Ayesa drafted the project and was also responsible for site management and assisting in terms of project management. This involved assisting with tenders, helping assess bids, managing the project's schedule and costs and managing permits.
The Avenida de Andalucía 1 complex, the name given to the initiative, has been described as ‘an initiative for Seville to interact with the industrial, ethnological and culinary heritage which the Cruzcampo Foundation and Heineken España facilities offer’. The project involved two of the three buildings, the Palomar and Mosaico buildings, as well as the redesigning of the entire complex.
The redevelopment of the outdoor spaces involved getting rid of the wall which surrounded the entire area, thus opening up these gardens to the public. To mark the new boundaries, pieces of paving stone were used. In terms of the Palomar Building, as it is a listed building, the original facade had to be kept intact. It still had fermentation pools and tanks, which had not been used for years, and the aim was to remove them and adapt the space for use by the Cruzampo Foundation.
New floor slabs were built to increase the clear ceiling height of the floors and get rid of the central pillars. This allowed an auditorium with space for up to 200 people to be created, as well as coworking spaces and an exhibition hall. The spaces were distributed making use of the gable roof. What's more, as the building does not have any windows, to make it habitable we decided to create a single area for light to enter the building. Thus, a glass curtain wall was designed on the facade of the building, which looks onto Avenida del Greco.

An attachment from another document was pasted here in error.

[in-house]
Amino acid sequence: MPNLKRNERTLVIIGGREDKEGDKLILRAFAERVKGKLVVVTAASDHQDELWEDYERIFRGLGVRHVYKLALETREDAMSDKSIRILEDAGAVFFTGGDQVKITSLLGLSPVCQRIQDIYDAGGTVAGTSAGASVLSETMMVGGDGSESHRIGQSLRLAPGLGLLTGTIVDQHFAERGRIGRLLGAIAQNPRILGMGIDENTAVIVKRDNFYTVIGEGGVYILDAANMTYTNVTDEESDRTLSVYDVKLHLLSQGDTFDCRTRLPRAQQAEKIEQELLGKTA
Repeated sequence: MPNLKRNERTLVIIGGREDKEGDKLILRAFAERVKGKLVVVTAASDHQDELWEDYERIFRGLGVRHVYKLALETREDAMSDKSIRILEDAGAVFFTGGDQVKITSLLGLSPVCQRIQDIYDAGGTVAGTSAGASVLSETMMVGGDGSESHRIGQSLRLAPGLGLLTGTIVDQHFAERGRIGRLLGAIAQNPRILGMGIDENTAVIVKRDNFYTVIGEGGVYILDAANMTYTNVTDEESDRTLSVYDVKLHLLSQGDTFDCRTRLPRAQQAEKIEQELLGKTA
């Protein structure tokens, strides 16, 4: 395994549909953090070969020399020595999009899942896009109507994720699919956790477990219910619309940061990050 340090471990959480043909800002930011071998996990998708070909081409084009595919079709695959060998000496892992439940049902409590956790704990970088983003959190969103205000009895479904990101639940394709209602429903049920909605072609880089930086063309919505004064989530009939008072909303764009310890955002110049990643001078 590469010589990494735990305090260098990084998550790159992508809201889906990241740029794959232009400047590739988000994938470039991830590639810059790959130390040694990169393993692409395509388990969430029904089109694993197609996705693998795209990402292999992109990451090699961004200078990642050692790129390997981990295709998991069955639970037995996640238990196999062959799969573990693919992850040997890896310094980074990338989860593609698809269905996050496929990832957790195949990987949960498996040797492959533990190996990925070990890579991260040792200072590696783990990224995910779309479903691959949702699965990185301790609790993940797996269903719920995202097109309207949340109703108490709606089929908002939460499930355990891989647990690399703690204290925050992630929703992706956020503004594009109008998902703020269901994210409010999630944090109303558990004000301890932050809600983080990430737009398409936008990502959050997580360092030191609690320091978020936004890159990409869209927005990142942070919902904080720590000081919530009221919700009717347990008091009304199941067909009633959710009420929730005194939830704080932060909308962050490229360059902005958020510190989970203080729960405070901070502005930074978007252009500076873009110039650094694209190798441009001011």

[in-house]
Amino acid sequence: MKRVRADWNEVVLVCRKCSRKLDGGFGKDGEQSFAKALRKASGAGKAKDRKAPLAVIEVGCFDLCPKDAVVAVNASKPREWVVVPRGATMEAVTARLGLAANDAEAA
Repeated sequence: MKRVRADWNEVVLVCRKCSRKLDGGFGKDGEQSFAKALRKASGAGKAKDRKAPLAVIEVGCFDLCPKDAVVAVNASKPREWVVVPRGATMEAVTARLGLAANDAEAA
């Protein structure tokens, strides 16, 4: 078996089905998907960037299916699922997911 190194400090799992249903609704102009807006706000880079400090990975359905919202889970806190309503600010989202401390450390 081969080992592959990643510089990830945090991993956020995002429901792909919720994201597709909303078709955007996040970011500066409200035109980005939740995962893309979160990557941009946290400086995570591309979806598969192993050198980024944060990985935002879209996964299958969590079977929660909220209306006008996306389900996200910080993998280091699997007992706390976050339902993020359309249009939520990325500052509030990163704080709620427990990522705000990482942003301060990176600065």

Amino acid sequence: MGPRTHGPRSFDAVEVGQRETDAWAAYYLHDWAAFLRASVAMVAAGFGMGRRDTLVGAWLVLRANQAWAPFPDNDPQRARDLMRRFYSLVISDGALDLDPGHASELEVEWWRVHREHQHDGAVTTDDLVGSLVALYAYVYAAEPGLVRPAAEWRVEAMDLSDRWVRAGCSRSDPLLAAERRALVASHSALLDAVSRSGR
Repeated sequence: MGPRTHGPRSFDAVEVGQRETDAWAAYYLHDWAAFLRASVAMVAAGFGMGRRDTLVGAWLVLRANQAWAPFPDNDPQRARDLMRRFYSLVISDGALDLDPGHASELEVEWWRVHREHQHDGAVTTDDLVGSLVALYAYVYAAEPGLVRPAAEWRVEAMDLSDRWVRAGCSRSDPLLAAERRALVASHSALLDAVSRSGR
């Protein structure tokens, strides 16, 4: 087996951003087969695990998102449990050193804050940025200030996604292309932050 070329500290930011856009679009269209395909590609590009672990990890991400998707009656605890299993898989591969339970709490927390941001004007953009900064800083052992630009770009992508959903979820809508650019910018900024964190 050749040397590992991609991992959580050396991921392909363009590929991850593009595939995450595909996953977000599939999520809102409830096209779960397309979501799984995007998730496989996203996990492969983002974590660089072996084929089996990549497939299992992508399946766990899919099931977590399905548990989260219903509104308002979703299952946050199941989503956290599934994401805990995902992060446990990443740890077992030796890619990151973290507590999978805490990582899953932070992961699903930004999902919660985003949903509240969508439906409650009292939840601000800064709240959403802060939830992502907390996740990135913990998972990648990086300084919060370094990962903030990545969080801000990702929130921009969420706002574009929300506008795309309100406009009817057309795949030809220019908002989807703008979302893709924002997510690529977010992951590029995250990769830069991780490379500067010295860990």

In terms of the Mosaico Building, it formerly housed the Cruzampo Foundation offices (which were moved to the Palomar Building) and still houses the catering school and its bar-restaurant, an events room and the offices of Heineken's IT department. An extension to the catering school was designed, doubling the size of its kitchens and giving it more visibility, as well as moving the restaurant, which is currently in the basement, to an upper floor with views of the outside. On the facade, the aim was to highlight its outstanding heritage and historical value, revealing the pre-existing brickwork and keeping the mosaic, which the building gets its name from, as the predominant feature.